Belize 2015 – B. Nutt

Travel to Belize with the SLC group was my first overseas travel experience and “wow” it met all my expectations plus. Each day was as inspirational as the one before. My first impressions were the heat and the trash along the streets of Belize City, but as we traveled to the Cayo District the natural beauty of the place began to shine through. As the days progressed the beauty of the people began to shine just as bright.

The list of things I enjoyed is long. The things I learned along the way longer. As a science teacher I was excited to explore the biodiversity of the region. To see wild monkeys move through the trees, to see an endangered Toucan in flight, to see iguanas in their natural environment, to see leaf-cutter ants busily moving their bounty along their rainforest highways were all signs that we weren’t in the north woods anymore. Our visit to the Belize Botanical Gardens allowed me to experience the rich diversity of the rainforest, as did explorations around our home base of the Trek Station. Standing below the ginormous Ceiba tree, the sacred tree of the Mayan peoples, at Arenal, was a reminder the role of the “Elder Trees” as they support the plant communities they overshadow. As we learned about the drink of the Mayan rulers, Cacao, I was further reminded of the interdependence of all life on our mother Earth. The cacao needs the shade provided by the Elder Trees to flourish. A tee shirt slogan “Cacoa will save the rainforest” seems both a promise and a prayer.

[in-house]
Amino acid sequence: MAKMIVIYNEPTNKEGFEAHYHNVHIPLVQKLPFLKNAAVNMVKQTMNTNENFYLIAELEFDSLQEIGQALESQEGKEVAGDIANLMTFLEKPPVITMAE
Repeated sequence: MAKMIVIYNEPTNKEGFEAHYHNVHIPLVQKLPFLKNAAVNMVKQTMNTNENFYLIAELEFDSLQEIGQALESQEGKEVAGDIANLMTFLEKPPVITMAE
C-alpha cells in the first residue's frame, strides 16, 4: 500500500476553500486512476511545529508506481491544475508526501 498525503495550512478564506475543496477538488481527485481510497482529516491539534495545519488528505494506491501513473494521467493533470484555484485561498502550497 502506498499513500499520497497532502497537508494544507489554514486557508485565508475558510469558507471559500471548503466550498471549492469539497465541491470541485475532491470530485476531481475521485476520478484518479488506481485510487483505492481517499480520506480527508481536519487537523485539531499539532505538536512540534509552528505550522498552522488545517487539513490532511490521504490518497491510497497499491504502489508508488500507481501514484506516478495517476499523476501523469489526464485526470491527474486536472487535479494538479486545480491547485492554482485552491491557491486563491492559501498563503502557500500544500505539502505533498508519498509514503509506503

The most unexpected experience of the trip was a dip in the Macal River. Yes, I was in that canoe, the one that capsized 100 feet from the launch site beginning our 7 mile trip down the river. Though the dip was unexpected, and embarrassing, it was also quite refreshing. It was as if the Creator was reminding me that regardless of age we are gifted each day to live to our fullest. The people of Belize that we encountered seemed to have internalized this lesson. They greeted us with open arms, welcomed us to their homes, gifted us with fresh fruits of many varieties, answered our many questions, and shared openly their cultures and challenges.

I will remember the trip with fondness, and hope as I return to my life of plenty I do not forget the commitments I made to seek ways to make a difference in the lives of those I met as they made a difference in mine.

B. Nutt
SLC Mentor
Oneida Nation High School Science Teacher

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